I decided to slow down, think on what would be best for ME, and join some mom groups. While the community was a game changer for me, I still found myself scrolling through Instagram with a pit in my stomach when I got home. How were these women doing it? How did they find time to curl their hair, take beautiful photos for social media, and write smart and creative blog posts while taking care of their little ones? I mean we’re all given the same amount of hours in a day, right? It just all seemed impossible and I began to question whether I should even be in business at all right now.

I began to realize that my jealousy was stemming from my sense of self worth (or lack thereof).

I started to notice that when I looked at other women’s lives (or their “highlight reels”) on social media, I was looking at them selfishly. It wasn’t about their accomplishments or great things happening in their lives, it was about what wasn’t happening in mine and the goals I wasn’t able to reach. How selfish is that?! These people, who I called my "friends" are celebrating big things, and all I could think was “why can’t I do that?”

I knew something had to change. It wasn’t just about unfollowing certain people on Instagram, or avoiding social media altogether. I genuinely know these platforms can be amazing and inspiring resources, and I didn’t want to give that up completely!

It was about a heart change.

I decided to concentrate on real relationships, starting with and take a few days off social media to refocus. I reached out to other mommas and found that I wasn’t the only one dealing with these feelings. I stepped into my fear and made real friends. I was afraid that if I let anyone know that I wasn’t the perfect momma/business woman, I would look silly and unprofessional. But what I began to realize as I put myself out there, is that we’re all dealing with this. We’re all feeling a bit inadequate and comparing ourselves to others. Social media doesn’t help - we share the good and leave out the bad. That seems obvious, I mean, why would I share a photo of my son screaming or a photo of my incredibly messy home? And that may never happen for most of us, but when we realize that everyone else is also sharing their “highlight reel,” it puts it all into perspective.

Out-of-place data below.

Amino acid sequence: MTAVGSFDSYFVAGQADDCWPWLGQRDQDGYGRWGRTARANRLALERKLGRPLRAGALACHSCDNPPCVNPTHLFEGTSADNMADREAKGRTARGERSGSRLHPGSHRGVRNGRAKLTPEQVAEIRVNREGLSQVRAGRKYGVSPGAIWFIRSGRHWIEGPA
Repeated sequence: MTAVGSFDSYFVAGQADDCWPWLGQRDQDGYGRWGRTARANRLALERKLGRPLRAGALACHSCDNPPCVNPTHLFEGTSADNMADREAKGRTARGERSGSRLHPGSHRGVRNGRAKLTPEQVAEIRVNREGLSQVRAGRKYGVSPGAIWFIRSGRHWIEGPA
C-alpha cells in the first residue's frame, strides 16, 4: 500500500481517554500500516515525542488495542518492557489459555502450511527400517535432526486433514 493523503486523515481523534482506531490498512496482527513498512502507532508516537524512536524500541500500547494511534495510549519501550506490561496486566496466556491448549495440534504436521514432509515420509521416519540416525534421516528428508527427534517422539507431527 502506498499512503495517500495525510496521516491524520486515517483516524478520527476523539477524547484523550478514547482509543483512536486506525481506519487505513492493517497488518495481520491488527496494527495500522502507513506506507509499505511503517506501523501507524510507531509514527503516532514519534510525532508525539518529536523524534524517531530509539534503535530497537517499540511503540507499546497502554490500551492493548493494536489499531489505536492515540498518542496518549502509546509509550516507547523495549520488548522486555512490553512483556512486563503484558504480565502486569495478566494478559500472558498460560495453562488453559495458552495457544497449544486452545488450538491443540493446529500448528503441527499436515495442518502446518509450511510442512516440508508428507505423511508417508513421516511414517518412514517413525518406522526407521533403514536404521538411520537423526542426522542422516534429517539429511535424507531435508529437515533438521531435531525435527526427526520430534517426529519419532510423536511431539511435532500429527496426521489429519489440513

Here are the biggest steps I took in order to fight that comparison monster:

  1. Find a community - finding other mommas out there who were in the same season of life was a game-changer. I have an on-going text thread with a few momma friends and it’s such a blessing! We vent, we celebrate little victories, we complain, we pray for each other. It’s pretty amazing and I would say this is the NUMBER ONE thing you should search for after having a baby.
  2. Give myself grace - I’m not perfect. Obviously. But sometimes we get sucked into thinking we are supposed to be perfect. Why? I’m not sure but I do know it’s not good. Take a step back and give yourself grace. We’re all struggling and taking it #daybyday. You can’t be everything to everyone all the time.
  3. Take breaks from social media - Taking weekends off of social media (or longer if you feel you need it) is so refreshing. I can focus on real life and my family with no distractions. I would highly recommend this. And for a little irony, you can use the hashtag #socialmediafreeweekend

Lauren Jolly is a wedding and birth photographer in the Raleigh, NC area. She considers it an honor to photograph people on the most life-changing days of their lives. When she's not behind her camera, you can usually find her with a cup of coffee in hand, snuggling on the couch, watching Netflix with her son, Finn, and husband, Vaughan. 

Solo Girl Squad. All rights reserved. ©